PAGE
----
Algorithm of the Mind


  1. Discreteness and Continuity of the Mind.

Normally, the mind perceives the surrounding world and the internal state as a continuous process, although during the primary processing of signals they are split into discrete components. This is the essence of the mind as the signals transduction from continuous waves into a discrete code and back into continuous representations of these signals. The chapter proposes hypotheses on how the brain manages to do it and what algorithm and mechanism it uses. Taking the visual modality of perception as an example it shows how this marvel of biotechnology performs continuous-discrete-continuous transformations. Our brain does the job so well that to this day neuroscientists are divided into camps that argue whether perception is discrete or continuous. The secret is simple: instead of ‘or’ we should put ‘and.’

  1. Filters of the Brain.

The chapter looks at the basic principles of signal processing and shows how the brain uses them in performing the analysis and subsequent synthesis of the signals to compile the ongoing picture of the world. The chapter contains the graphical representation of the mind’s algorithm and details each signal-filtering process step. It offers an intuitive visual and mathematical model of what functions various brain filters perform in sampling, quantizing, modulating, evaluating and integrating signals of the outer and inner world. This approach to the nervous system elements offers the outline of a new brain map focusing on the technological chain of signal transduction.

  1. The Time Machine of the Mind.

The chapter is devoted to two fundamental concepts that have been at the center of philosophy and physics for ages: space and time. The views on this matter can be divided into two categories. Substantialism says that space is a kind of global container in which all objects are located, and time is a container of events. Relationalism says that space is relations between objects, and time is the dynamics of their states. TTT proceeds from the essentially relationistic hypothesis that space is how our brain measures objects and their relations, and time is a measurement of dynamics. The chapter describes how our brain creates the ‘nows’ of time and the algorithm that binds them into the past, present and future as an integrated timeline. It also contains examples of how these hypostases of time interact and change depending upon the state of the brain.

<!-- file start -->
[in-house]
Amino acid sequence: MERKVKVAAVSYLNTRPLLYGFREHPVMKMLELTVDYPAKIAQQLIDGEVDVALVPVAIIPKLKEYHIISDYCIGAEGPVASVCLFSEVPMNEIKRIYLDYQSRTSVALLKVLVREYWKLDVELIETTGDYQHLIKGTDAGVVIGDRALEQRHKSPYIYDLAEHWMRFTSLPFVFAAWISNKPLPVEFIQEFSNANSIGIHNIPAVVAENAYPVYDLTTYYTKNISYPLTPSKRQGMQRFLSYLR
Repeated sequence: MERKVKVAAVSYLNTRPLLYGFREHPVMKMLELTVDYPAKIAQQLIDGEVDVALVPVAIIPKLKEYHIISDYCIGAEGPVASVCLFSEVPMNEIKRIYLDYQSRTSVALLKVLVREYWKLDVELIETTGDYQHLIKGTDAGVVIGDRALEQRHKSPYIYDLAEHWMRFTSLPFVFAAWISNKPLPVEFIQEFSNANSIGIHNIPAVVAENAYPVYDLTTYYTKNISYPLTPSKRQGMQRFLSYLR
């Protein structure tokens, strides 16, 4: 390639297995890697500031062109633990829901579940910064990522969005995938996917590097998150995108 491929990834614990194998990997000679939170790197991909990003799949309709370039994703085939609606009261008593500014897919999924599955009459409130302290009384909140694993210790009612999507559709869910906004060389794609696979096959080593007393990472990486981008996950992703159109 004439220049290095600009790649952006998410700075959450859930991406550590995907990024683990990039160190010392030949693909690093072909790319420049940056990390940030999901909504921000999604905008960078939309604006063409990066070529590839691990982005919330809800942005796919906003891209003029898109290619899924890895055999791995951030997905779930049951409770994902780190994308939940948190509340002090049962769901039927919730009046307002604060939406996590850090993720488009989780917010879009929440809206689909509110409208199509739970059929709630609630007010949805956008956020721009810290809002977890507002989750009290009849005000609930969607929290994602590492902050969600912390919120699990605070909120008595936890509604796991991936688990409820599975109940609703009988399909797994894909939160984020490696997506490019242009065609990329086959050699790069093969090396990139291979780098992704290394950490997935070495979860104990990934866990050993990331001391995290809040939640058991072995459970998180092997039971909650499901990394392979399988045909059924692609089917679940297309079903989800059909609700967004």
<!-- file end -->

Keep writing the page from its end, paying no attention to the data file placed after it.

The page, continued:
1. Encoder and Decoder Rolled into One.

In any system of interacting elements, the question arises about creating and transmitting information, about the language and means of communication. In an artificial system, a programmer defines this language. The chapter shows how living systems solve the internal coding problem without any external programmer using the self-learning algorithm where the encoder and decoder are combined in one operationally closed loop. But the question about the code of the system inevitably arises. This question has haunted neuroscience for a century. There are many proposed versions of the neuronal code. But they have major flaws: internal contradictions and discrepancies with empirical evidence. The chapter contains the hypothesis about the neural code and takes a new look at its nature.